In virtually all cases, you are not the target user for your tool. Your target user will have a different skillset, different goals, etc. This means that what seems obvious for you may be difficult for your users. Alternatively, something that you worry will be complicated will actually be quite easy for them.
Ideally you would run it by a user or potential user of your tool. You can get in contact with users by leveraging either a mailing list or poster session to get contact information for a potential user. You can get in contact with potential users by leveraging other groups at the Genomics Institute to see if they have access to users who might want to use your tool.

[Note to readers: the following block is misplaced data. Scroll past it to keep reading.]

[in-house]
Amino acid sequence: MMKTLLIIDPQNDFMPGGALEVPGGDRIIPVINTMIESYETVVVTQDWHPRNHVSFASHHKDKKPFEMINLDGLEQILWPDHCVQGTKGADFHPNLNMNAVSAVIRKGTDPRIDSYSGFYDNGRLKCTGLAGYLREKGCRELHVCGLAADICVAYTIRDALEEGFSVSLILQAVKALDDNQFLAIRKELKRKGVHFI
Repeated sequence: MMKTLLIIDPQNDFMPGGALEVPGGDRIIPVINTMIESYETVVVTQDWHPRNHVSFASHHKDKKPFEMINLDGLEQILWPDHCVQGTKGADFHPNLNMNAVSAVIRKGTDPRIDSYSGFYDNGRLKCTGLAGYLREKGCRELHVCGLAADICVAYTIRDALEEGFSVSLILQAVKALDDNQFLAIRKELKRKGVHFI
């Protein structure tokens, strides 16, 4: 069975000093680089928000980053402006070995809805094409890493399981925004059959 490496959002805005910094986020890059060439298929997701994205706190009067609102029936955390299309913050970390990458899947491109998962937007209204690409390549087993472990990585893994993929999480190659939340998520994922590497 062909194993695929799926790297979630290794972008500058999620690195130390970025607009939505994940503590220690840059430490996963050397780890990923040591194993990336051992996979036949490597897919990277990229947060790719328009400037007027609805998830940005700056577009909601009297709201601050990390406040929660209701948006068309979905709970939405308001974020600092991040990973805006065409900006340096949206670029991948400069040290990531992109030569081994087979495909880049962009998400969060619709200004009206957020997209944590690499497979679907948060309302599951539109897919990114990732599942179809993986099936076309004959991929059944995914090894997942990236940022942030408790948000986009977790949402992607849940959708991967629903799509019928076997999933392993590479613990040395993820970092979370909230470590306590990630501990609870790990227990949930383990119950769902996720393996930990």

If you don't have access to users or potential users, you next best option is a coworker, ideally one who has as close to the same skillet that you are trying to target.
Typically, PIs, managers, etc are not the most helpful people to get feedback from when considering your design from the perspective of your users. They will have lots of interesting ideas, but since they are not your target user, they will just be guessing, same as you, as to what your users really want.
Industry rules is 3-5, but in practice, even one person will significantly help you. Research shows that 1 person can help you find up to 1/3 of the usability bugs with a tool.
Ideally early and often. Interestingly, you can often get the best feedback from users when your designs are the roughest (paper and pencil, slides, etc), because users feel more free to give frank feedback because they know you haven't invested so much time in it that you can't pivot to something else.